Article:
Once the net CFC tested income is determined, it is reduced by the shareholder's "net deemed tangible income return" to arrive at the shareholder's GILTI. This amount generally is calculated as the excess of: (1) a U.S. shareholder's allocable share of the U.S. tax basis of depreciable tangible assets used in the production of tested income held by each CFC owned by the U.S. shareholder, multiplied by 10% (subject to certain adjustments); less (2) the amount of interest expense taken into account under Sec. 951A(c)(2)(A)(ii) in determining the shareholder's net CFC tested income for the tax year to the extent the interest income attributable to such expense is not taken into account in determining the shareholder's net CFC tested income. (13) For this purpose, Sec. 951A(d)(3) provides that tax basis is determined by applying depreciation on a straight-line basis. (14)
Where the U.S. shareholder holds multiple CFCs, GILTI is effectively determined on an aggregate basis.
Example 1: As of Dec. 31, 2018, a U.S. shareholder owns 50% of CFC1 and 100% of CFC2. CFC1 has $50,000 of tested income and a tax basis in its tangible assets of f 500,000. CFC2 has $80,000 of tested income and a tax basis in its tangible assets of $200,000. The U.S. shareholder will have net CFC tested income of $105,000 (50% x $50,000 + 100% x $80,000). The U.S. shareholder will have a net deemed tangible income return of $45,000 (10% x [50% x $500,000 + $200,000]). The U.S. shareholder's 2018 GILTI will be equal to $60,000 ($105,000 - $45,000). Once the amount of GILTI has been determined, a U.S. corporate taxpayer may claim a deduction, subject to certain limitations, equivalent to 50% of its GILTI (reduced to 37.5% for tax years starting after 2025). (15) Prior to the consideration of U.S. foreign tax credits, this results in a 10.5% minimum tax on a corporate US. shareholder's GILTI (50% x 21%). In addition to this "GILTI deduction," a foreign tax credit may be claimed by a corporate taxpayer for 80% of the foreign income taxes paid by a CFC attributable to the shareholder's tested income multiplied by the corporation's inclusion percentage. (16) The inclusion percentage is the corporation's GILTI divided by the aggregate amount of the corporation's pro rata share of the tested income of each CFC of which the corporation is a shareholder. Application of the deduction and the tax credit eliminates the U.S. tax owed on the U.S. corporate shareholder's GILTI if the tested income is subject to an effective foreign income tax rate above 13.125%, for tax years before 2026, and 16.406% thereafter. (17) From an after-tax cash perspective, the TCJA likely will result in corporate taxpayers' having significantly more cash from foreign operations to deploy in the United States and abroad.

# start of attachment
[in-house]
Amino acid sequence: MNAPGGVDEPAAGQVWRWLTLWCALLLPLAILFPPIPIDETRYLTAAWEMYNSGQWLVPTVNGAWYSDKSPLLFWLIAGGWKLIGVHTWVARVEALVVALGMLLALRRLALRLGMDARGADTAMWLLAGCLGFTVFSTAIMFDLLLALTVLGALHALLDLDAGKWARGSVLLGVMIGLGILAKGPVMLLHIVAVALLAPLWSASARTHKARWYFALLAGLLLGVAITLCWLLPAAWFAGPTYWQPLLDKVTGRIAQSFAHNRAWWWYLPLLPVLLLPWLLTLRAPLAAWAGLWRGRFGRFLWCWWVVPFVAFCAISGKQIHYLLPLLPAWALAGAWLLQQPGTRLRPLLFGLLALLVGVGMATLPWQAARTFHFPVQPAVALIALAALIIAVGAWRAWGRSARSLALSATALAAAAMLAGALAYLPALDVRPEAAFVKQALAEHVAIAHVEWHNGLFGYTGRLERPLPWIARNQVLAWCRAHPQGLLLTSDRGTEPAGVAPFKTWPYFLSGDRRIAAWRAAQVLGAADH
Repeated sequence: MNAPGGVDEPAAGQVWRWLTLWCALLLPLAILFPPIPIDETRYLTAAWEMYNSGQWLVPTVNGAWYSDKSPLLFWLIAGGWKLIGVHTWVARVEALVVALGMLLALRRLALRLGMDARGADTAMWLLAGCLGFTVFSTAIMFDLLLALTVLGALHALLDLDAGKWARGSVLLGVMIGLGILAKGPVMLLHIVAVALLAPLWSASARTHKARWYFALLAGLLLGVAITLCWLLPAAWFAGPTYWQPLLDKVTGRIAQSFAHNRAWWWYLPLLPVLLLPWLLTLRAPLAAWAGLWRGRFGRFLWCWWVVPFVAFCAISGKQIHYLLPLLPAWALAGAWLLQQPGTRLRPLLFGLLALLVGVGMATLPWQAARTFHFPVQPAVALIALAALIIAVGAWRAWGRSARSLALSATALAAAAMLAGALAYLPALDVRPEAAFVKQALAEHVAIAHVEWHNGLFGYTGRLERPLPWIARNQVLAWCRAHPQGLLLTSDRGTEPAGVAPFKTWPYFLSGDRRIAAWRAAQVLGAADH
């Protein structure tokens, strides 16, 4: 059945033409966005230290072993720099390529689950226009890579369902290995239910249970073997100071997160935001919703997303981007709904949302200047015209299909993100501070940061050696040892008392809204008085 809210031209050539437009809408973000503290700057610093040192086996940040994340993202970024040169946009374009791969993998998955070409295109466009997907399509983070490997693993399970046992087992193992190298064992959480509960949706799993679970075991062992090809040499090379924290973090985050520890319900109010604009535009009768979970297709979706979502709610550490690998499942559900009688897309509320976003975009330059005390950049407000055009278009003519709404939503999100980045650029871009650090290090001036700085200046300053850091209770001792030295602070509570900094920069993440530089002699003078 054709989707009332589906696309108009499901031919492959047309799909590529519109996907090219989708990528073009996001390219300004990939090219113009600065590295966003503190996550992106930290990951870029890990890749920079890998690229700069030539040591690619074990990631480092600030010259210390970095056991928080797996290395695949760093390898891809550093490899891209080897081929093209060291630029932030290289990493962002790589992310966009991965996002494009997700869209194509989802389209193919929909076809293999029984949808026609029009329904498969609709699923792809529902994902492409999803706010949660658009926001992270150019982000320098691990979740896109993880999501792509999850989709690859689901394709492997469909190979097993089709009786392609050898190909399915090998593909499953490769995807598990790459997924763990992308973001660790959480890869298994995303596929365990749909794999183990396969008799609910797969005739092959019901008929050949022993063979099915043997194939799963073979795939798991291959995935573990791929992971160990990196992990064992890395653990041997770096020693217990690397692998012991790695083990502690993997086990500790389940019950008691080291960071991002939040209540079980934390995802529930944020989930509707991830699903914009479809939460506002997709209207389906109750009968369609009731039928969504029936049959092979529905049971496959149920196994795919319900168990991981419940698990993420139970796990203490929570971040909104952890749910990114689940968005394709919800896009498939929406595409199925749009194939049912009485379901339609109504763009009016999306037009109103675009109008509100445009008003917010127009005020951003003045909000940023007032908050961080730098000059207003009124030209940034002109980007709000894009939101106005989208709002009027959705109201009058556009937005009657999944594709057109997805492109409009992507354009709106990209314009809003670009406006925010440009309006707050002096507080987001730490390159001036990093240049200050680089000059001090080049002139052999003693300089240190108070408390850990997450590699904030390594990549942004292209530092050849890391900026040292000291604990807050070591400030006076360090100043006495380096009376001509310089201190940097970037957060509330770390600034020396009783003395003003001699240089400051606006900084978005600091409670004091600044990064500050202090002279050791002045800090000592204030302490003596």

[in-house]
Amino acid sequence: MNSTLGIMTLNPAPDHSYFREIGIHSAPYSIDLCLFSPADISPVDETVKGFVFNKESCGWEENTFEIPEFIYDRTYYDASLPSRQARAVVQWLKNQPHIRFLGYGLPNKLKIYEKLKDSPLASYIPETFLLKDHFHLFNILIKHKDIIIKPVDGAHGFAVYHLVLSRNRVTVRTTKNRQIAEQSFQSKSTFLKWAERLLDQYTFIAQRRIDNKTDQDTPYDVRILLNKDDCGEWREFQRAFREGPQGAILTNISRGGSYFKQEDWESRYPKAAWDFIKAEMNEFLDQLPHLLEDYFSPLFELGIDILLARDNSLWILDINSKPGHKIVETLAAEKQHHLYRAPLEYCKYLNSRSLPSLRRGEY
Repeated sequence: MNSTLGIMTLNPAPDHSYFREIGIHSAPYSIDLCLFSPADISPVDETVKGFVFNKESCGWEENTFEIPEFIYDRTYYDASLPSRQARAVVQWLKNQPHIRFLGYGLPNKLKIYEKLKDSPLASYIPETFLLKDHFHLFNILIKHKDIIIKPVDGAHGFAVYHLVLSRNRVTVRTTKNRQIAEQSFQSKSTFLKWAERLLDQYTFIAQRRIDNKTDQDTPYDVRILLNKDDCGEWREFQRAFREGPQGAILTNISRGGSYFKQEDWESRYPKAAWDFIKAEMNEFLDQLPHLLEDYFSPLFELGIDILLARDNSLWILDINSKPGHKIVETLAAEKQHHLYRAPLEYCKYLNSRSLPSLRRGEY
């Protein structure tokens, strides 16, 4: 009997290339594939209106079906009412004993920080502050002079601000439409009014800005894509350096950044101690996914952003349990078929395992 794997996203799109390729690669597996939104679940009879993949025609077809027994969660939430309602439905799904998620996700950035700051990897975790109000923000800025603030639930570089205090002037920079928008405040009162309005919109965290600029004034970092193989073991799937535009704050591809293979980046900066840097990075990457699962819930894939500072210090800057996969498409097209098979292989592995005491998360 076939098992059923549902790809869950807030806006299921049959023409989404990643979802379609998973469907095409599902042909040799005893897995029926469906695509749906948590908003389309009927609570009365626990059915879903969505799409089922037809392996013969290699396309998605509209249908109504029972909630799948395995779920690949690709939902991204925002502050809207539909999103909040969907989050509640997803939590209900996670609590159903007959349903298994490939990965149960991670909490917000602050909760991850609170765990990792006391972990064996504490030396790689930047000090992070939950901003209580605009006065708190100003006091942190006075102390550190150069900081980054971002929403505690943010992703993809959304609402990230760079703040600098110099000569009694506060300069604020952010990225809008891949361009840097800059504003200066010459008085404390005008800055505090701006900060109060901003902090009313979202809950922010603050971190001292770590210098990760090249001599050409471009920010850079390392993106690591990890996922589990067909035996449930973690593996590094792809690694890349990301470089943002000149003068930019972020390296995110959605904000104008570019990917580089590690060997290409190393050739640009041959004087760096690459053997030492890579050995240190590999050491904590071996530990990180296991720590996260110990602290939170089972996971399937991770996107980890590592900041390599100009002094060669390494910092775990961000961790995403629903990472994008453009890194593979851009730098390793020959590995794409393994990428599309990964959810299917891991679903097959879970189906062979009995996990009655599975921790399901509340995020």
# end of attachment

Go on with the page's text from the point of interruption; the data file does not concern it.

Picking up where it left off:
Considerations for flowthrough taxpayers
Though the amount of a U.S. shareholder's GILTI is calculated the same for corporate and flowthrough taxpayers, only corporate taxpayers are entitled to the GILTI deduction and related indirect foreign tax credits. Thus, a flowthrough taxpayer subject to tax on GILTI is...